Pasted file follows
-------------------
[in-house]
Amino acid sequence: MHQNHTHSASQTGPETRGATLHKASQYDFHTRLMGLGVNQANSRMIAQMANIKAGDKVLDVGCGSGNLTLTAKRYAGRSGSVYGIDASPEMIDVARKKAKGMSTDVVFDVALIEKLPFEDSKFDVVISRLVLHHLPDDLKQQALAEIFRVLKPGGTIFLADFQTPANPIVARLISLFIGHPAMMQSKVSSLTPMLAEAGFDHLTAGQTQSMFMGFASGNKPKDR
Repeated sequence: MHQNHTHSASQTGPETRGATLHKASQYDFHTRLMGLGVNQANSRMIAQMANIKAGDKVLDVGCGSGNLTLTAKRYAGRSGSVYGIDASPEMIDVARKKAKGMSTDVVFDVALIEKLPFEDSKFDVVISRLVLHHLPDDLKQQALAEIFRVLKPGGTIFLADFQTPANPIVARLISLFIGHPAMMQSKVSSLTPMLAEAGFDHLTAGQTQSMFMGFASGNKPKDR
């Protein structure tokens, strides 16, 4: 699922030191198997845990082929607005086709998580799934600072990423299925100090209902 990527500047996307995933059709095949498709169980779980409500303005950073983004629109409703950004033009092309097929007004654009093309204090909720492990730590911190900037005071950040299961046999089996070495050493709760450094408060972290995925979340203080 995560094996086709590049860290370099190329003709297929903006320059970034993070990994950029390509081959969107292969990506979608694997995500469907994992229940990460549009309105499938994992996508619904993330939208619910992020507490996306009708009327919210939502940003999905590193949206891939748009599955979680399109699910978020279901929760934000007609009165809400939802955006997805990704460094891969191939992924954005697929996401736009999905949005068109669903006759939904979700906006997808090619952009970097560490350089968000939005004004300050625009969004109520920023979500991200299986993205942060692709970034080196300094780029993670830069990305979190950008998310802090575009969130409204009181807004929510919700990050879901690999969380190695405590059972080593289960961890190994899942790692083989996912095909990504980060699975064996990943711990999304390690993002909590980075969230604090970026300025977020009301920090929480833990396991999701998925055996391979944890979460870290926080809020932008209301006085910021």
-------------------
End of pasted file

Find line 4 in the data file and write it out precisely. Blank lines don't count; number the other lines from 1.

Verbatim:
């Protein structure tokens, strides 16, 4: 699922030191198997845990082929607005086709998580799934600072990423299925100090209902 990527500047996307995933059709095949498709169980779980409500303005950073983004629109409703950004033009092309097929007004654009093309204090909720492990730590911190900037005071950040299961046999089996070495050493709760450094408060972290995925979340203080 995560094996086709590049860290370099190329003709297929903006320059970034993070990994950029390509081959969107292969990506979608694997995500469907994992229940990460549009309105499938994992996508619904993330939208619910992020507490996306009708009327919210939502940003999905590193949206891939748009599955979680399109699910978020279901929760934000007609009165809400939802955006997805990704460094891969191939992924954005697929996401736009999905949005068109669903006759939904979700906006997808090619952009970097560490350089968000939005004004300050625009969004109520920023979500991200299986993205942060692709970034080196300094780029993670830069990305979190950008998310802090575009969130409204009181807004929510919700990050879901690999969380190695405590059972080593289960961890190994899942790692083989996912095909990504980060699975064996990943711990999304390690993002909590980075969230604090970026300025977020009301920090929480833990396991999701998925055996391979944890979460870290926080809020932008209301006085910021």